What overall strategy do you employ when creating a directory structure for development, management, and delivery of a web application?
Over the years, I've employed several different strategies; I've become dissatisfied with each one. As my projects become more advanced and I attempt to formalize my development process, it seems that directory structure becomes more complex and opaque, when the ideal is to be straightforward and transparent.
Here are some of the most important goals I have in mind:
Orthogonality between my local desktop platform and my remote server.
The same relative directory structure should work for both. That is, there should be some local folder projectname/ which corresponds to /home/myaccount/ on server. In the past, I attempted to maintain an exact mirror of www/ on server. I still want this but I also have seen the light and want to store files "below" www/ (those that don't need to be directly accessible via web, such as Perl modules). Still, from the point of view of any given script, the relative structure should be identical. This goes (especially) for test scripts.
Compatibility with my VCS.
I'm using git-gui to manage version control. I need to decide which files to track, which means to settle on a particular folder as version control root. I want to have other folders within the project path, such as backups and scratch folders, which should be excluded from version control.
Compatibility with module-starter and CPAN.
On the offchance that I attempt to upload a project module to CPAN, I intend to use module-starter and try to maintain correct Makefile.PL and .t files, etc., for each module. A difficulty is that module-starter wants to put each module (with its related files) in a directory all by itself. For project development purposes, all the modules should(?) be together, in the hierarchy implied by their names (Project::Base, Project::This, Project::That). For that matter, if ever I do distribute the project, all its modules should go together. Also, the tests should be available to me during development and not buried in deeply nested folders.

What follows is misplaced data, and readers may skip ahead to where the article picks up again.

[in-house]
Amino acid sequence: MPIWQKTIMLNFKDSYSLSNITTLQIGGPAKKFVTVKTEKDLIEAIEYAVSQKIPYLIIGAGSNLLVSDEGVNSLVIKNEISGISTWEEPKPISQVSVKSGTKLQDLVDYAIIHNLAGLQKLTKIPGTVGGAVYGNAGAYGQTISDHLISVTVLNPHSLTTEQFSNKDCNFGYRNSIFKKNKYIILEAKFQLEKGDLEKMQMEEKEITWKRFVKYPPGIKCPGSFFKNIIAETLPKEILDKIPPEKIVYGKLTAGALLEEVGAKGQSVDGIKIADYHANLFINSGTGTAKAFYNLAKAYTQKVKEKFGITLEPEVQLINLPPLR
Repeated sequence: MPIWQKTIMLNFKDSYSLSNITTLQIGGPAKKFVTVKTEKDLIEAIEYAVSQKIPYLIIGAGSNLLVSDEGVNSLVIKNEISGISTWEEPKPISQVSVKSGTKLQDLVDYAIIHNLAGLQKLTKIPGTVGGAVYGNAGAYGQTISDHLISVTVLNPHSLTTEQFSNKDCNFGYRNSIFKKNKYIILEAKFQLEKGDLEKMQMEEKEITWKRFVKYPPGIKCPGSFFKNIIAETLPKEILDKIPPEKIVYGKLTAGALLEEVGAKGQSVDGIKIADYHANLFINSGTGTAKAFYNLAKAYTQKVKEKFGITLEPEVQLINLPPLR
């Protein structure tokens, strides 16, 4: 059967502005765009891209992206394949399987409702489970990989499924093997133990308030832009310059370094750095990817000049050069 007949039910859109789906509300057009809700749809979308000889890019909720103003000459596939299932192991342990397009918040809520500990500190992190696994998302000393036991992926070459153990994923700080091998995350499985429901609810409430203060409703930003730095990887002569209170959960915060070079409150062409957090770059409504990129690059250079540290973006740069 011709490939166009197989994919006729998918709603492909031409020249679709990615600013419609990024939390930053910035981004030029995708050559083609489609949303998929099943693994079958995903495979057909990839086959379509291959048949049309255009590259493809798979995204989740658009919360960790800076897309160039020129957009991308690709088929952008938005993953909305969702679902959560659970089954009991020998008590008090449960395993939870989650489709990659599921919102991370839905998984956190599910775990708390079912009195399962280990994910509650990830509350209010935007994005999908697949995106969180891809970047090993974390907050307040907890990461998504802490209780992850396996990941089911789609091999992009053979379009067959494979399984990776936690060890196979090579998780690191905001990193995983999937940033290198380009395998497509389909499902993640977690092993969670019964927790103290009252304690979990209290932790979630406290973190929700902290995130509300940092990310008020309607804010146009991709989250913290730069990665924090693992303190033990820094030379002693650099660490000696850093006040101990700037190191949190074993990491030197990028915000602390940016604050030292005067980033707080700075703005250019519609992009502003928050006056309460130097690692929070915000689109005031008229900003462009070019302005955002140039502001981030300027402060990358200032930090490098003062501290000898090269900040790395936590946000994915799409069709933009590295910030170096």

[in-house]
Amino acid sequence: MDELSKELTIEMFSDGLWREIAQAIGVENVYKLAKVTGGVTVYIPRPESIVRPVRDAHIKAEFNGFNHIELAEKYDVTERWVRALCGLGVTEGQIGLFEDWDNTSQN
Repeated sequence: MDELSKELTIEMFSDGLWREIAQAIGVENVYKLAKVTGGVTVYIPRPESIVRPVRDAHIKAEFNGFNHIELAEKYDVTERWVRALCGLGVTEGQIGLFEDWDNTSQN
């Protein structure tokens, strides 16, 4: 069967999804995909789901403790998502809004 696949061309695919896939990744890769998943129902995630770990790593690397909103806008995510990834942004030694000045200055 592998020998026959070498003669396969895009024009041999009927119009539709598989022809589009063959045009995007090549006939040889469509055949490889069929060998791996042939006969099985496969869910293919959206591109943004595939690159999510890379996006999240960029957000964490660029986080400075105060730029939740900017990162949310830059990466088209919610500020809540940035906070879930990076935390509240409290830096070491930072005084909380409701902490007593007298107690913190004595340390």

I abhor deeply nested directories. There's merit only up to a point; then nesting gets to be an issue. I especially do not like repetitions of the same word in multiple path parts, such as lib/project/projectname/lib/project/module. When these long paths are displayed or must be typed, they lead to confusion.
I don't like to see my project distributed among dozens of folders at the same level. After awhile, it gets to be a chore simply to remember where anything is. I realize that there is a tradeoff: One either has deep nesting, a large number of nodes at each level, or a large number of leaves. I prefer more leaves.
Maintainability and ability to branch.
I like to duplicate the main development code and "stuff" intermediate working versions out of the way, for possible disinterment later. I like to create short what-if scripts; I often mine them for production code. I want all the files I create to be accessible but not in the way. That is, one directory should include only the deliverable project, in its current state.
Compatibility with taint mode.
I overlooked this in my original post as taken for granted (but to ass-u-me...). Since taint mode removes cwd from @INC, this must be considered when planning directory structure.
All the approaches that I've used have led to some nasty choppery-about. Perhaps when it comes time to upload to server, I have to go hunting for local files and do mulitple cd on server to put everything where it's supposed to go. Perhaps I find myself copying local files mulitple times, or dropping a lot of symlinks around. Often, I spend far too much time just digging around, trying to figure out where I put some file. I feel a more disciplined approach to directory structure would help.
Directory structure (for an individual developer, not part of a team) is a personal decision and I don't expect a one-size-fits-all answer. But I would like to see what others have found that works for them.